Chemo started at about 6:30pm, as I showed up early hoping to squeeze in a little before 7. It was much quicker than Monday, 3 pre-meds for a half hour, fludarabine for 15 minutes, and the "C" drug for about 40 mins. We ate during the treatment and other than feeling a little sleepy from one of the pre-meds, it was uneventful. We were out of there by 8:30. I celebrated with ice cream. The best description for how I felt after the treatment was "jet-lagged", which for me means just a little woozy, nothing really uncomfortable. We'll do it all again tonight, and the last treatment is thursday. Busy morning today as we will visit the stem cell transplant department for a consultation and orientation. This is just to make use of the time here and get us started on donor typing in case that procedure is needed in the future. MD Anderson is on the forefront of a technology called a mini-allogenic stem cell transplant which is much less toxic, dangerous and much more effective than traditional bone-marrow transplants. More on that later.

Thanks to all of you who have signed up to follow the blog and/or emailed Renee and I, it is really GREAT to hear from you....

Renee and I walked about a mile to a local restaurant for lunch yesterday, and cut through the Texas Children's Hospital Complex. It was an effective reminder of how fortunate I have been to be so healthy for 49 years. I have always been a "glass half full" person. This is a monumental opportunity to apply that principle. Walking around these treatments centers, it is much harder to look upon faces that are despondent and hopeless, than it is to look upon bodies that are frail and failing. I think it was a Veggie Tales videotape my kids used. To watch that had a song that said 'a thankful heart is a happy heart'. Wisdom for the day. I hope you have a great one. I plan to :-). Dan

Tuesday, January 11, 2011

Day 1 in Houston

Good morning everyone.........coming up on 8 am in Houston, I'm in the comfy lobby lounge room at the Rotary House International, the hotel owned by MD Anderson and connected to the clinic by skybridges - it's very convenient for patients and their families - but let me get right to the medical stuff, and save my color commentary for those of you who are more avid readers.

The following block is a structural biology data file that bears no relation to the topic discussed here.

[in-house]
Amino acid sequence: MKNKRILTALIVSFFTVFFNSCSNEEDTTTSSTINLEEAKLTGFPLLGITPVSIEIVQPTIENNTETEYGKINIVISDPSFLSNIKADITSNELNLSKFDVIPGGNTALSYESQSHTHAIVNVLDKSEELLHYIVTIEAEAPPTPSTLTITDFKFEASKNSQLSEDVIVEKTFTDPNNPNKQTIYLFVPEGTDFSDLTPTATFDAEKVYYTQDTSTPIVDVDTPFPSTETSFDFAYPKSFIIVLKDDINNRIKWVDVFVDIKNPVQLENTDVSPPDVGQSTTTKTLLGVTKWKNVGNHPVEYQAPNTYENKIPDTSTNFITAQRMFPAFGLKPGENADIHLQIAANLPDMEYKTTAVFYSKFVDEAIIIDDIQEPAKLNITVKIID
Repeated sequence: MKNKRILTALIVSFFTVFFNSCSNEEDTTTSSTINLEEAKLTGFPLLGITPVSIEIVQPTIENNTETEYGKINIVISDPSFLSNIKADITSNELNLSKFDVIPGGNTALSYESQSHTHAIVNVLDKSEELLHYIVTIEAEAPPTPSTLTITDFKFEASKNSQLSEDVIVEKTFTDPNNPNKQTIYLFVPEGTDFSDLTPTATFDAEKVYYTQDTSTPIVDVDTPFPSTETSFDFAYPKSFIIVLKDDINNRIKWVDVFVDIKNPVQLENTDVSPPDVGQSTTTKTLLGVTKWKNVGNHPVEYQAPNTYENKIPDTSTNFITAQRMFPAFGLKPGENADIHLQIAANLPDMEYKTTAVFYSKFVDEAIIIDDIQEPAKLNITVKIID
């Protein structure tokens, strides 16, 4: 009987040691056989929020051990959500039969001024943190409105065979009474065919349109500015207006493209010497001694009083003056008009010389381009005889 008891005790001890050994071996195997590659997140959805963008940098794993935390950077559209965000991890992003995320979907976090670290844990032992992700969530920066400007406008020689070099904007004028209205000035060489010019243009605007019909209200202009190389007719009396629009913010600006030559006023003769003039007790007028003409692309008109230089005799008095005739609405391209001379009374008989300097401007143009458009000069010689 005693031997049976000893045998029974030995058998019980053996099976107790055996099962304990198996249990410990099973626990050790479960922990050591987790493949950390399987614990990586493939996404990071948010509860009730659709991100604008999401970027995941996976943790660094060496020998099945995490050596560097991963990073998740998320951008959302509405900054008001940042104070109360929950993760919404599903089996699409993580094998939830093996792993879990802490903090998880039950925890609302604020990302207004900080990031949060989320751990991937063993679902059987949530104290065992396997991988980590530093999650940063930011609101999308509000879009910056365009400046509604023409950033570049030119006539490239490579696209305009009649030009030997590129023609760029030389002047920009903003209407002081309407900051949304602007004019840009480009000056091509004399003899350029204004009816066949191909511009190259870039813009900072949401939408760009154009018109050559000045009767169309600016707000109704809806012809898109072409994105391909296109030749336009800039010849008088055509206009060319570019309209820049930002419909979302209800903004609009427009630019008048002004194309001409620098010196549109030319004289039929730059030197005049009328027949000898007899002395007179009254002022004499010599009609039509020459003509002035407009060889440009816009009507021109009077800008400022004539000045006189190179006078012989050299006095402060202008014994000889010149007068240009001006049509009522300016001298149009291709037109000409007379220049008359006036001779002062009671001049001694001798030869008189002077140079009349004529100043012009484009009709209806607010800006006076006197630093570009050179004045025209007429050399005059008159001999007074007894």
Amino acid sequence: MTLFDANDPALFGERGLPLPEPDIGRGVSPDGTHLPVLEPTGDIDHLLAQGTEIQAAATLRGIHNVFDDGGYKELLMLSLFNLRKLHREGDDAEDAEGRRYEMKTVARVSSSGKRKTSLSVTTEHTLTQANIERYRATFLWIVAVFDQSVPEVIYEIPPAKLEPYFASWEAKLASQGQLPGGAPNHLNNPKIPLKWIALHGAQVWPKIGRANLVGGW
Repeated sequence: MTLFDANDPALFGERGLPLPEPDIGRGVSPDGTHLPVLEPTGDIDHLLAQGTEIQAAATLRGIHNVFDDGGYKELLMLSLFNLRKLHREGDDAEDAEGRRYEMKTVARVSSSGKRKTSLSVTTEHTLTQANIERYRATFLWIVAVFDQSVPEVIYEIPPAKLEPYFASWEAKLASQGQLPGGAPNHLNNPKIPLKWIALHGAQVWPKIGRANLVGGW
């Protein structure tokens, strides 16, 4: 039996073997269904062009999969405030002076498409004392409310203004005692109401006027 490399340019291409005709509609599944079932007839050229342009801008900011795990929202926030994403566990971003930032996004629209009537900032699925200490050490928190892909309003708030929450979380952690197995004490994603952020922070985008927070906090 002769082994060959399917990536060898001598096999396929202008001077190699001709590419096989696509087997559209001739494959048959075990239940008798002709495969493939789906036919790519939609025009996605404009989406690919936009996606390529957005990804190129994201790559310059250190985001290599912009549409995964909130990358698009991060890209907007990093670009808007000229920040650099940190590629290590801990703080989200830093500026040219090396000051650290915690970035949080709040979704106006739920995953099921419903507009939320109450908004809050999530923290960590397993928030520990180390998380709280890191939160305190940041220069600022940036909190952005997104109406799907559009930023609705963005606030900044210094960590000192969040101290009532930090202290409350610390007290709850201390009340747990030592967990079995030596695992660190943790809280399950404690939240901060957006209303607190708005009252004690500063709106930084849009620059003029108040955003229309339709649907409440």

If you read my Friday post you know that when I saw my local oncologist he measured my white cell count at 75,000, down from 86,000.....well the first thing that happened yesterday was that I had "labs" (blood counts) done and my white cell count was 94,500.  The nurses and docs here had little to say about all that, except that they had confidence in their numbers, not the local numbers - I suppose their certainty can be forgiven since they are the #1 cancer clinic in the US  :-).  I could write a sermon about that issue, but suffice it to say it was the only bad news we got yesterday.

Dr Keating was his usual jovial, upbeat, warm and fuzzy self - the key points he made were - 17p patients, of which I am one, come in two major groups - those with mutated chromosomes (let's call them mutants) :-) and those with unmutated ones.  He said that I am a mutant, and that's good (there is a t-shirt in there somewhere)  - mutants do much better with the FCR treatment than non-mutants.  The statistics are that out of all 17p patients, the treatment achieves complete remission (CR) in 35% - but the mutants achieve 70%, and the achieved remissions are longer and more stable.  A word about statistics - sometimes they are nice to know, and sometimes they are discouraging.  Sometimes my outcome on any variable is consistent with the weight of the probability, and sometimes my outcome is the unlikely one.  This is why "God is in control" is the most logical and comforting thought process in all these situations.  It is very unlikely that any person gets CLL, but I did.  It's very unlikely (less than 10% chance) that a CLL patient has the chromosome 17p abnormality - but here I we had some good statistical news yesterday but God is and remains in control and my outcomes do not rest in and are not determined by statistics.  So Keating said this treatment is the right one, this is the right time, and my chances of getting into a long (2-5 years) remission are good.